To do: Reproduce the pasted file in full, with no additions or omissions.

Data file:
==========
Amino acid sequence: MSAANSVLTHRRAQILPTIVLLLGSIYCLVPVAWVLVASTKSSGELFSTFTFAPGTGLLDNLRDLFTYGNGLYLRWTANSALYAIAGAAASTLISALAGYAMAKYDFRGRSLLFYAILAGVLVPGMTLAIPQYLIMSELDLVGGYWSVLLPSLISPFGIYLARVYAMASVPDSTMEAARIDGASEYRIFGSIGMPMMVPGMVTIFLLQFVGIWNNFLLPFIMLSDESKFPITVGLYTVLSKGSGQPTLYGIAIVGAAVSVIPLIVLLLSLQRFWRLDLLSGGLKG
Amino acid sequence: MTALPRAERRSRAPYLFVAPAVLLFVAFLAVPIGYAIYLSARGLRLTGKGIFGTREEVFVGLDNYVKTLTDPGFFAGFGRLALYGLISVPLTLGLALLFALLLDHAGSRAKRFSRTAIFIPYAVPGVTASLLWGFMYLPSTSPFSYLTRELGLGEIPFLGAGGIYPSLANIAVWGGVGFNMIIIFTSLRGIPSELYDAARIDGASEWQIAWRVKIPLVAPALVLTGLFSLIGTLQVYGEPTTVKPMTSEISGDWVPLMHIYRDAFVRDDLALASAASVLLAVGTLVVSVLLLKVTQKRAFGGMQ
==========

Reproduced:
Amino acid sequence: MSAANSVLTHRRAQILPTIVLLLGSIYCLVPVAWVLVASTKSSGELFSTFTFAPGTGLLDNLRDLFTYGNGLYLRWTANSALYAIAGAAASTLISALAGYAMAKYDFRGRSLLFYAILAGVLVPGMTLAIPQYLIMSELDLVGGYWSVLLPSLISPFGIYLARVYAMASVPDSTMEAARIDGASEYRIFGSIGMPMMVPGMVTIFLLQFVGIWNNFLLPFIMLSDESKFPITVGLYTVLSKGSGQPTLYGIAIVGAAVSVIPLIVLLLSLQRFWRLDLLSGGLKG
Amino acid sequence: MTALPRAERRSRAPYLFVAPAVLLFVAFLAVPIGYAIYLSARGLRLTGKGIFGTREEVFVGLDNYVKTLTDPGFFAGFGRLALYGLISVPLTLGLALLFALLLDHAGSRAKRFSRTAIFIPYAVPGVTASLLWGFMYLPSTSPFSYLTRELGLGEIPFLGAGGIYPSLANIAVWGGVGFNMIIIFTSLRGIPSELYDAARIDGASEWQIAWRVKIPLVAPALVLTGLFSLIGTLQVYGEPTTVKPMTSEISGDWVPLMHIYRDAFVRDDLALASAASVLLAVGTLVVSVLLLKVTQKRAFGGMQ